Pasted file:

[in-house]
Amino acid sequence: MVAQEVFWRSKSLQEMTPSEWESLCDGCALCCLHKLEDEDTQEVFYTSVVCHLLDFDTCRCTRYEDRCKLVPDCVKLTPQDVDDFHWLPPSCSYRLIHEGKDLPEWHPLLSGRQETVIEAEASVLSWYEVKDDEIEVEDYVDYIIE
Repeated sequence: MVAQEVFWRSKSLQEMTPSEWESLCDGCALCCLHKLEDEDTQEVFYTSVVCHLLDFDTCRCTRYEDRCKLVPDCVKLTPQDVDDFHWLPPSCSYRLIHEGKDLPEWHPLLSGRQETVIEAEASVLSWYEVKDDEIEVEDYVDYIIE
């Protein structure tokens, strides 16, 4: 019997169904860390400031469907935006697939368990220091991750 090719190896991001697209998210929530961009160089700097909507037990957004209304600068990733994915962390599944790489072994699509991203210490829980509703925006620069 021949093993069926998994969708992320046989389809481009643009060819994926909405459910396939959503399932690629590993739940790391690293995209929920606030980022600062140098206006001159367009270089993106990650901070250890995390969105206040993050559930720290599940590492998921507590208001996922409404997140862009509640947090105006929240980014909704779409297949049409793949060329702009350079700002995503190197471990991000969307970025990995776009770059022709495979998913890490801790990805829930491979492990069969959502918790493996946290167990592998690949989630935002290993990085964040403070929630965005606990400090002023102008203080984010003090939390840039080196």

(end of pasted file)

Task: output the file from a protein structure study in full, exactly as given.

[in-house]
Amino acid sequence: MVAQEVFWRSKSLQEMTPSEWESLCDGCALCCLHKLEDEDTQEVFYTSVVCHLLDFDTCRCTRYEDRCKLVPDCVKLTPQDVDDFHWLPPSCSYRLIHEGKDLPEWHPLLSGRQETVIEAEASVLSWYEVKDDEIEVEDYVDYIIE
Repeated sequence: MVAQEVFWRSKSLQEMTPSEWESLCDGCALCCLHKLEDEDTQEVFYTSVVCHLLDFDTCRCTRYEDRCKLVPDCVKLTPQDVDDFHWLPPSCSYRLIHEGKDLPEWHPLLSGRQETVIEAEASVLSWYEVKDDEIEVEDYVDYIIE
């Protein structure tokens, strides 16, 4: 019997169904860390400031469907935006697939368990220091991750 090719190896991001697209998210929530961009160089700097909507037990957004209304600068990733994915962390599944790489072994699509991203210490829980509703925006620069 021949093993069926998994969708992320046989389809481009643009060819994926909405459910396939959503399932690629590993739940790391690293995209929920606030980022600062140098206006001159367009270089993106990650901070250890995390969105206040993050559930720290599940590492998921507590208001996922409404997140862009509640947090105006929240980014909704779409297949049409793949060329702009350079700002995503190197471990991000969307970025990995776009770059022709495979998913890490801790990805829930491979492990069969959502918790493996946290167990592998690949989630935002290993990085964040403070929630965005606990400090002023102008203080984010003090939390840039080196």